This forum has been closed.
There are no comments in this forum. Be first and add one

Featured Videos

Your JavaScript is turned off or you have an old version of Adobe's Flash Player. Get the latest Flash player.
Amnesty Accuses Saudi Coalition of ‘War Crimes’ in Yemeni
Henry Ridgwell
October 12, 2015 4:03 PM
The human rights group Amnesty International has accused the Saudi-led coalition of war crimes in airstrikes against Houthi rebels in Yemen. Henry Ridgwell reports the group says hundreds of civilians have been killed in strikes on residential areas.

Video Amnesty Accuses Saudi Coalition of ‘War Crimes’ in Yemen

The human rights group Amnesty International has accused the Saudi-led coalition of war crimes in airstrikes against Houthi rebels in Yemen. Henry Ridgwell reports the group says hundreds of civilians have been killed in strikes on residential areas.

Video No Resolution in Sight to US House Speaker Drama

Uncertainty grips the U.S. Congress, where no consensus replacement has emerged to succeed Republican House Speaker John Boehner after his surprise resignation announcement. Half of Congress is effectively leaderless weeks before America risks defaulting on its national debt and enduring another partial government shutdown.

Video New Art Exhibit Focuses on Hope

Out of struggle and despair often comes hope. That idea is behind a new art exhibit at the American Visionary Art Museum in Baltimore, Maryland. "The Big Hope Show" features 25 artists, some of whom overcame trauma and loss. VOA’s Deborah Block reports.

Video Columbus Day Still Generates Controversy as US Holiday

The second Monday of October is Columbus Day in the United States, honoring explorer Christopher Columbus and his discovery of the Americas. The achievement is a source of pride for many, but for some the holiday is marked by controversy. Adrianna Zhang has more.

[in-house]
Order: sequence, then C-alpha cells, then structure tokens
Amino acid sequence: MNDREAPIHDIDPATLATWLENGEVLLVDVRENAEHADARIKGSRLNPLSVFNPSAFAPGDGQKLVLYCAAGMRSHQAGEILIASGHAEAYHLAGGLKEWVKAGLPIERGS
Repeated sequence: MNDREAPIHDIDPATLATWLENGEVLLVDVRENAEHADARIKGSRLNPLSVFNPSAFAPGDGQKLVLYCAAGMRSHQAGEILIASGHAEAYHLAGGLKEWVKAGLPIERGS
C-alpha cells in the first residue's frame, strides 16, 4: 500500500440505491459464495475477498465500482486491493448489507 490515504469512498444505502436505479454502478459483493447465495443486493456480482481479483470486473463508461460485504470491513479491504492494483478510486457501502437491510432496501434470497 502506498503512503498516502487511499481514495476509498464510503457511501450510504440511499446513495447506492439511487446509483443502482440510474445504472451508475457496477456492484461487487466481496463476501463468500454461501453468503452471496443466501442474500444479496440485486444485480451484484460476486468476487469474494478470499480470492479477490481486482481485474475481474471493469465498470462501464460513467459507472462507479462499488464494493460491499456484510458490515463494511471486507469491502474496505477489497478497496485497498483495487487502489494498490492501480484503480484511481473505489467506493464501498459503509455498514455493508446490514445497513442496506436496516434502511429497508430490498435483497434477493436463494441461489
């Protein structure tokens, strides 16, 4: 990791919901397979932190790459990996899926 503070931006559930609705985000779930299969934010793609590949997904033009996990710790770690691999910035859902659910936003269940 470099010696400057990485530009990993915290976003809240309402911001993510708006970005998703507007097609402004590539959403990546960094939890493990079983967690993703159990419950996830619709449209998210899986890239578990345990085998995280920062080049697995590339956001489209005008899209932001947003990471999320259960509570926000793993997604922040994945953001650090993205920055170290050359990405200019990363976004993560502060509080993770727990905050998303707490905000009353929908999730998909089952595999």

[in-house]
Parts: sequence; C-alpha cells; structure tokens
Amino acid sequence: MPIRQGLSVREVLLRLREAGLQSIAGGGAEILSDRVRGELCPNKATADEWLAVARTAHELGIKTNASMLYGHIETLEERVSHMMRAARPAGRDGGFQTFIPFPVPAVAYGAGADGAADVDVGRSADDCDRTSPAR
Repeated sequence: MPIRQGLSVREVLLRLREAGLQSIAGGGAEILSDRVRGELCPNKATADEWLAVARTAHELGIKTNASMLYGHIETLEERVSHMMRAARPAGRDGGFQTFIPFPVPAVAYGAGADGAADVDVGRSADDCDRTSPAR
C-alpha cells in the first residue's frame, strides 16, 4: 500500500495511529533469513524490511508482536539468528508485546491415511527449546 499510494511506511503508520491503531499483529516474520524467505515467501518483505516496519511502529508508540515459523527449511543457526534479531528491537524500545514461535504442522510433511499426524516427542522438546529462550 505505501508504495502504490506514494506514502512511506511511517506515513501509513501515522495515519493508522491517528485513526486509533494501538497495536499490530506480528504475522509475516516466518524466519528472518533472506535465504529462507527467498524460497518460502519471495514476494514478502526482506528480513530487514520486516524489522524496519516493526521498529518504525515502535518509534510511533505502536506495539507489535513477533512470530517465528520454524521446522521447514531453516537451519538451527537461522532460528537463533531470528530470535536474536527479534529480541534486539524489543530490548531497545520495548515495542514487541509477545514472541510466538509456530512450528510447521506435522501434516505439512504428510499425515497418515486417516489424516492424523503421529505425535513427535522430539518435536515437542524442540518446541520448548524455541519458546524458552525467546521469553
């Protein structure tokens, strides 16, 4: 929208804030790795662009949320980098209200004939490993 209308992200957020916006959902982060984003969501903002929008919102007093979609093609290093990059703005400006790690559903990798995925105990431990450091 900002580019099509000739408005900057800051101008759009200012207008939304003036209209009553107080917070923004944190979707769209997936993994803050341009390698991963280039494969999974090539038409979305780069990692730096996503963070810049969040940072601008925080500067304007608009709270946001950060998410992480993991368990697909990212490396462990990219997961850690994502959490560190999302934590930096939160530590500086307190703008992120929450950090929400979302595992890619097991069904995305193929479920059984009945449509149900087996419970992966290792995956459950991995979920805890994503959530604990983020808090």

Video Anger Simmers as Turks Begin to Bury Blast Victims

The Turkish army carried out new air strikes on Kurdistan Workers Party (PKK) targets on Sunday, a day after the banned group announced a unilateral cease fire. The air raids apparently are in retaliation for the Saturday bombing in Turkey's capital Ankara that killed at least 95 people and wounded more than 200 others. But as Zlatica Hoke reports, there are suspicions that Islamic State is involved.

Video Bombings a Sign of Turkey’s Deep Troubles

Turkey has begun a three-day period of mourning following Saturday’s bomb attacks in the capital, Ankara, that killed nearly 100 people. With contentious parliamentary elections three weeks away, the attacks highlight the challenges Turkey is facing as it struggles with ethnic friction, an ongoing migrant crisis, and growing tensions with Russia. VOA Europe correspondent Luis Ramirez reports.

Video Afghanistan’s Progress Aided by US Academic Center